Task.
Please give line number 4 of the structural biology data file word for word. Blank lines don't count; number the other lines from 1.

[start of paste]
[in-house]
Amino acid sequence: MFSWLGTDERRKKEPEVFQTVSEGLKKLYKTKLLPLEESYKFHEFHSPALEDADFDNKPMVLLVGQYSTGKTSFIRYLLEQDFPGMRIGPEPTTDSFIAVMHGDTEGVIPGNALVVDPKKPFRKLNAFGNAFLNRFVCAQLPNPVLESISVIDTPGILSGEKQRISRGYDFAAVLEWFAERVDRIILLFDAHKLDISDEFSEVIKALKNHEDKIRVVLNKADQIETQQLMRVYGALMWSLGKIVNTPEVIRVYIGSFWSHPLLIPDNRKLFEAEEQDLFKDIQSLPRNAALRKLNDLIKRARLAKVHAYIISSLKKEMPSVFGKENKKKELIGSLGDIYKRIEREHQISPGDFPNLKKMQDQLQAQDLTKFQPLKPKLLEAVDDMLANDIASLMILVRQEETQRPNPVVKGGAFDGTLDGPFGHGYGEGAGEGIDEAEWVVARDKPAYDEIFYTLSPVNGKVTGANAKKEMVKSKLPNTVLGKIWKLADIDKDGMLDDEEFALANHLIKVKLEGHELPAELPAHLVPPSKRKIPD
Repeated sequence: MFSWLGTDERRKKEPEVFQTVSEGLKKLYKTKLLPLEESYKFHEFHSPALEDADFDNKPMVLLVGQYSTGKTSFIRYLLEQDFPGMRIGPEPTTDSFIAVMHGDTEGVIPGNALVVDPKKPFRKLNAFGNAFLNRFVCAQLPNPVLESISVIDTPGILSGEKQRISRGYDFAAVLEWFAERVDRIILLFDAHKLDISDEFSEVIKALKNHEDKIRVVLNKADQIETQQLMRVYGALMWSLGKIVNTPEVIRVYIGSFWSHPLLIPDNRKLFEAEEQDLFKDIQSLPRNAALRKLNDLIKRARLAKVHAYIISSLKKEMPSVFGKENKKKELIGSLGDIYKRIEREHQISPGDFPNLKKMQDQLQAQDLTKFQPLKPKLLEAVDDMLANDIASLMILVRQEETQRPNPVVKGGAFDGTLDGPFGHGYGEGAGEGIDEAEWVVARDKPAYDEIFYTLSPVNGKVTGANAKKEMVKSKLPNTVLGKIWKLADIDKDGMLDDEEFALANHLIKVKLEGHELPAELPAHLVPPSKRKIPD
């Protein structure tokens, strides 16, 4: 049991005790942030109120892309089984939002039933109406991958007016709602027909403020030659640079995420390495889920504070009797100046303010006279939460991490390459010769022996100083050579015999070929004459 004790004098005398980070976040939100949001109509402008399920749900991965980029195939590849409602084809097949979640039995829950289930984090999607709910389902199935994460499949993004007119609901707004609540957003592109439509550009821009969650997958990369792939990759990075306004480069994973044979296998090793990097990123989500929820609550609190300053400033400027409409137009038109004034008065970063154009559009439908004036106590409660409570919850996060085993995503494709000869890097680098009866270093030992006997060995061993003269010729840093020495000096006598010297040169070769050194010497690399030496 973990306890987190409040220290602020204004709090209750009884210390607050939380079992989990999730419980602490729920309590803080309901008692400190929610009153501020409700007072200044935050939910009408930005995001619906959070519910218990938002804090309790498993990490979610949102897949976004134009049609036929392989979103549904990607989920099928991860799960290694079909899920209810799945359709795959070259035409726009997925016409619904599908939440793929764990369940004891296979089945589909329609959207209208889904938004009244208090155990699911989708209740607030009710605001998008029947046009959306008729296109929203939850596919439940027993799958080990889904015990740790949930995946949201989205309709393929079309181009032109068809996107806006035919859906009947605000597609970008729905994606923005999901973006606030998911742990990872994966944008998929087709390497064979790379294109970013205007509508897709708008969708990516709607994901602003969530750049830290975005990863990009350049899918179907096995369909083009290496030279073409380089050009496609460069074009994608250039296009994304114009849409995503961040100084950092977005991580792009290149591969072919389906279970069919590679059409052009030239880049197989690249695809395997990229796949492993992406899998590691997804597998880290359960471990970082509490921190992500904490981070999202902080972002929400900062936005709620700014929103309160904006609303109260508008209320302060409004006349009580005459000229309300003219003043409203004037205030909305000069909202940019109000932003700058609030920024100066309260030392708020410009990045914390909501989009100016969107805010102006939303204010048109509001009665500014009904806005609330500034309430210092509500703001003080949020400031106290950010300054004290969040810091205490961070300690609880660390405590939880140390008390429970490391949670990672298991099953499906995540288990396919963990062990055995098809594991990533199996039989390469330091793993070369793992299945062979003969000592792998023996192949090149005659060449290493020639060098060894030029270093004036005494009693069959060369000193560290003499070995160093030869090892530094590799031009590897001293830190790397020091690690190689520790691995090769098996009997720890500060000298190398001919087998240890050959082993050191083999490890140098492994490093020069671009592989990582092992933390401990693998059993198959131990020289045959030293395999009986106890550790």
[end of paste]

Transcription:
């Protein structure tokens, strides 16, 4: 049991005790942030109120892309089984939002039933109406991958007016709602027909403020030659640079995420390495889920504070009797100046303010006279939460991490390459010769022996100083050579015999070929004459 004790004098005398980070976040939100949001109509402008399920749900991965980029195939590849409602084809097949979640039995829950289930984090999607709910389902199935994460499949993004007119609901707004609540957003592109439509550009821009969650997958990369792939990759990075306004480069994973044979296998090793990097990123989500929820609550609190300053400033400027409409137009038109004034008065970063154009559009439908004036106590409660409570919850996060085993995503494709000869890097680098009866270093030992006997060995061993003269010729840093020495000096006598010297040169070769050194010497690399030496 973990306890987190409040220290602020204004709090209750009884210390607050939380079992989990999730419980602490729920309590803080309901008692400190929610009153501020409700007072200044935050939910009408930005995001619906959070519910218990938002804090309790498993990490979610949102897949976004134009049609036929392989979103549904990607989920099928991860799960290694079909899920209810799945359709795959070259035409726009997925016409619904599908939440793929764990369940004891296979089945589909329609959207209208889904938004009244208090155990699911989708209740607030009710605001998008029947046009959306008729296109929203939850596919439940027993799958080990889904015990740790949930995946949201989205309709393929079309181009032109068809996107806006035919859906009947605000597609970008729905994606923005999901973006606030998911742990990872994966944008998929087709390497064979790379294109970013205007509508897709708008969708990516709607994901602003969530750049830290975005990863990009350049899918179907096995369909083009290496030279073409380089050009496609460069074009994608250039296009994304114009849409995503961040100084950092977005991580792009290149591969072919389906279970069919590679059409052009030239880049197989690249695809395997990229796949492993992406899998590691997804597998880290359960471990970082509490921190992500904490981070999202902080972002929400900062936005709620700014929103309160904006609303109260508008209320302060409004006349009580005459000229309300003219003043409203004037205030909305000069909202940019109000932003700058609030920024100066309260030392708020410009990045914390909501989009100016969107805010102006939303204010048109509001009665500014009904806005609330500034309430210092509500703001003080949020400031106290950010300054004290969040810091205490961070300690609880660390405590939880140390008390429970490391949670990672298991099953499906995540288990396919963990062990055995098809594991990533199996039989390469330091793993070369793992299945062979003969000592792998023996192949090149005659060449290493020639060098060894030029270093004036005494009693069959060369000193560290003499070995160093030869090892530094590799031009590897001293830190790397020091690690190689520790691995090769098996009997720890500060000298190398001919087998240890050959082993050191083999490890140098492994490093020069671009592989990582092992933390401990693998059993198959131990020289045959030293395999009986106890550790």